How to end your year with a bang

Having a round-up meeting in December is a great idea – but you want to make sure you go out with a bang…

End-of-year meetings are a great time to reflect on how well the business has been doing. Or to make a call to arms to improve on this year’s results.

But simply reeling off a list of figures won’t keep your audience involved. You’ve got to make sure your meeting ends the year with a bang so your staff leave for Christmas on a positive note.

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Here’s what you need in your end of year wrap up meeting…

The pros and cons
You’ve got to cover both the positives and the negatives. It’s no use just saying that things are great – people need to know the areas that need improving as well as the results of their hard work.

Try and keep it balanced – if there is no good news, try and think of at least one positive story from the year.

Offer rewards
Keep in mind that people are busy in December so attending your speech will be valuable time out of their day.

Make sure to reward them – either through praise or simply by giving attendees a glass of fizz or some chocolates to help celebrate. A little gesture can go a long way.

Actual targets
If you’re going to start laying down targets for next year, make them reachable and realistic. It’s no use saying that you want growth or that you see the company becoming the market leader – you have to quantify these targets.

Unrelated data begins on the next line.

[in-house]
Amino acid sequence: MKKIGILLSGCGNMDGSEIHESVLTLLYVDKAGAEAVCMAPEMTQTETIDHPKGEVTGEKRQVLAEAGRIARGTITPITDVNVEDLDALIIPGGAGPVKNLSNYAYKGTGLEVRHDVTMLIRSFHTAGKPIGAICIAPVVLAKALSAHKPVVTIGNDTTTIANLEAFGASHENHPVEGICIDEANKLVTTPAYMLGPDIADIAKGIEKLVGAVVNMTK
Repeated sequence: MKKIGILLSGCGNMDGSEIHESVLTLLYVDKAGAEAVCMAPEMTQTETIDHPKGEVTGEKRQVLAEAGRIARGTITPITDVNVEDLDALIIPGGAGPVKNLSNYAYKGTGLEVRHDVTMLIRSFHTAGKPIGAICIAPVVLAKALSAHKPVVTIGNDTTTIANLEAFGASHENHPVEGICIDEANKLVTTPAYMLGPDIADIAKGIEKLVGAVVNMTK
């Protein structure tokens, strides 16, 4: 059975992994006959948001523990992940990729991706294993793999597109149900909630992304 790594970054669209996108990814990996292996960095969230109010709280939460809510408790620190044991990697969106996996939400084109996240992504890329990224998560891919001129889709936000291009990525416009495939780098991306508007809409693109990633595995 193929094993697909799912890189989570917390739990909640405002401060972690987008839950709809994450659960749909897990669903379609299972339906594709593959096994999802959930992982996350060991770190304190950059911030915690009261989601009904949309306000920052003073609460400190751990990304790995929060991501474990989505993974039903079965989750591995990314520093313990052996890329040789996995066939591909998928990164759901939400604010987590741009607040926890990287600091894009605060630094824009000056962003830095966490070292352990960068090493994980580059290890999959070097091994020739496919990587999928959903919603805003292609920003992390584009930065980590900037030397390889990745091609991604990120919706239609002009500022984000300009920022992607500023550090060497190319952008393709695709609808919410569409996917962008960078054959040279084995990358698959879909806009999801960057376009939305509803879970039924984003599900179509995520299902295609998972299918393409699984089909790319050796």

While this might open you up to criticism if you fail to reach them, it also gives your employees something valid to aim for. Don’t provide all your many targets, just a few key targets you’re confident you can hit.

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Surprise news
Why not throw a surprise news item into your speech? Most people will just be expecting the usual round up of figures, a few personal stories and a pat on the back.

But if you’ve had a bit of news recently, hold onto it for the meeting. Telling people face-to-face will get a much bigger reaction that just an email sent round.

Finish on a high
And, as always, you’ve got to finish on a high. We’re not expecting a rousing Churchillian speech, but try and find a big positive to end on.

Maybe get one of your hardest working staff members to come forward and use them as an example or just come back to one of the year’s financial highlights. Anything so that when people leave they’ll be full of optimism and not boredom.

 

Posted by Julie Tucker

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